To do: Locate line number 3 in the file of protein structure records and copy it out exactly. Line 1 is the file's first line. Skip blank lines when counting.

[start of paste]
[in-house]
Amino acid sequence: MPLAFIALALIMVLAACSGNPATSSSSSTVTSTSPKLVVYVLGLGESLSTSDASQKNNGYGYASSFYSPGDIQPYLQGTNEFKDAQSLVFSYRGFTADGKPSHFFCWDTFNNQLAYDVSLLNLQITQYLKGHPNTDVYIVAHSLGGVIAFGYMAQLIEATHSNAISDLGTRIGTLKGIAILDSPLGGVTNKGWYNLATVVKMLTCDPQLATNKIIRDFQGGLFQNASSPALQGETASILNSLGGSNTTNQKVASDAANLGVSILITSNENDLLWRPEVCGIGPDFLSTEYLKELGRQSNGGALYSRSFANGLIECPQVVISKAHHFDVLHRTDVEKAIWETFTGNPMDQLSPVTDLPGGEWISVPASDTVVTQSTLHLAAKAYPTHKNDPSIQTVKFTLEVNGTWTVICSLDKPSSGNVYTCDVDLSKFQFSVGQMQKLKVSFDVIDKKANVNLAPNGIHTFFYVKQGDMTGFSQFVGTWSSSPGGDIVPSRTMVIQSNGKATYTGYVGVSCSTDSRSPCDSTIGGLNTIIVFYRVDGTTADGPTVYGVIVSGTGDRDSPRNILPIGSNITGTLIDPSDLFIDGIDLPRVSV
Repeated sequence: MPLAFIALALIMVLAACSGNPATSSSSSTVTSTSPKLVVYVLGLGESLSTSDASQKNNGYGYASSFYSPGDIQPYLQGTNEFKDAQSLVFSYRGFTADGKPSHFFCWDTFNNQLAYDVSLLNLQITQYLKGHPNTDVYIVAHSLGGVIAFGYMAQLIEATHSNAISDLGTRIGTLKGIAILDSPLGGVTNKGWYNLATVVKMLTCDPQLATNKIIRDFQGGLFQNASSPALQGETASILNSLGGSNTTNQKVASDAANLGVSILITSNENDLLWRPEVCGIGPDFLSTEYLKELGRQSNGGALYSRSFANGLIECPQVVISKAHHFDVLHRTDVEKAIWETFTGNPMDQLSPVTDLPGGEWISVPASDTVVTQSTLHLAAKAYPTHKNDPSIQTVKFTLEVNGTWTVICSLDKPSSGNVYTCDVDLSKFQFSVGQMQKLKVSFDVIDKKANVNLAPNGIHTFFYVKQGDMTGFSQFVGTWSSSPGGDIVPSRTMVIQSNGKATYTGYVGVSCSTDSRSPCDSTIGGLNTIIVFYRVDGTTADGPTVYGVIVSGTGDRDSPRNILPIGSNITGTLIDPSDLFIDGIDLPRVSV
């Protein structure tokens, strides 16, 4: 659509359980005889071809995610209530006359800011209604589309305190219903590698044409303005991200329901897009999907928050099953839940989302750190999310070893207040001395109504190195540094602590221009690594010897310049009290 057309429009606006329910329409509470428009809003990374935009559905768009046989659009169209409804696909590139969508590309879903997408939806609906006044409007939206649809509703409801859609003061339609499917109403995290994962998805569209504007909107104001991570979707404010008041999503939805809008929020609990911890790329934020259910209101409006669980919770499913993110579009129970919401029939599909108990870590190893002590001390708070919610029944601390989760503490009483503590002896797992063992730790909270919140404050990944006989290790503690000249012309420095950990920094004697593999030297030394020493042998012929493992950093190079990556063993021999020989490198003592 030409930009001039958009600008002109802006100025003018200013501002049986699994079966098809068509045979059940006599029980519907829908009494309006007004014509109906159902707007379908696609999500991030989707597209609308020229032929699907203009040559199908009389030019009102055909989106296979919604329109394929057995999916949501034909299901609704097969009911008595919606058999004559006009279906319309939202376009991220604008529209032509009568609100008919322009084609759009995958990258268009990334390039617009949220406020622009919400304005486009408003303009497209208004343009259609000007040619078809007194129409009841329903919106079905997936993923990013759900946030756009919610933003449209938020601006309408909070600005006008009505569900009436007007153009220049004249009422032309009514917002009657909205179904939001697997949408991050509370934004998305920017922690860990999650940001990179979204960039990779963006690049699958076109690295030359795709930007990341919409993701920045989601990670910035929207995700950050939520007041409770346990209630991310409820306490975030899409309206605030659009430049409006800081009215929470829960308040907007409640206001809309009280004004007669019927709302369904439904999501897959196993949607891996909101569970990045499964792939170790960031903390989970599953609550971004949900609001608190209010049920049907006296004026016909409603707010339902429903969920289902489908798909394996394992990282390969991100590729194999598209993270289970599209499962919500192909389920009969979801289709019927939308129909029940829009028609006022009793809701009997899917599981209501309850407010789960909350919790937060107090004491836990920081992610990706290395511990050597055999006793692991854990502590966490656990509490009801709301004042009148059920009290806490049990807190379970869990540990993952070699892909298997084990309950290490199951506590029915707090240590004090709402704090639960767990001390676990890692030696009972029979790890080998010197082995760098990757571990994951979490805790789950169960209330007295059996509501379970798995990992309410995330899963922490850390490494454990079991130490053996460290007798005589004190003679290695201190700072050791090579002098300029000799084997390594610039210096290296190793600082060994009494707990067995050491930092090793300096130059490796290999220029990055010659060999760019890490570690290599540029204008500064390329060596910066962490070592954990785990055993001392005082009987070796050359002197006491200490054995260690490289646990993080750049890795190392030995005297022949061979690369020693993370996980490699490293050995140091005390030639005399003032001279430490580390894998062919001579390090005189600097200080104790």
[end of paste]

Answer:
Repeated sequence: MPLAFIALALIMVLAACSGNPATSSSSSTVTSTSPKLVVYVLGLGESLSTSDASQKNNGYGYASSFYSPGDIQPYLQGTNEFKDAQSLVFSYRGFTADGKPSHFFCWDTFNNQLAYDVSLLNLQITQYLKGHPNTDVYIVAHSLGGVIAFGYMAQLIEATHSNAISDLGTRIGTLKGIAILDSPLGGVTNKGWYNLATVVKMLTCDPQLATNKIIRDFQGGLFQNASSPALQGETASILNSLGGSNTTNQKVASDAANLGVSILITSNENDLLWRPEVCGIGPDFLSTEYLKELGRQSNGGALYSRSFANGLIECPQVVISKAHHFDVLHRTDVEKAIWETFTGNPMDQLSPVTDLPGGEWISVPASDTVVTQSTLHLAAKAYPTHKNDPSIQTVKFTLEVNGTWTVICSLDKPSSGNVYTCDVDLSKFQFSVGQMQKLKVSFDVIDKKANVNLAPNGIHTFFYVKQGDMTGFSQFVGTWSSSPGGDIVPSRTMVIQSNGKATYTGYVGVSCSTDSRSPCDSTIGGLNTIIVFYRVDGTTADGPTVYGVIVSGTGDRDSPRNILPIGSNITGTLIDPSDLFIDGIDLPRVSV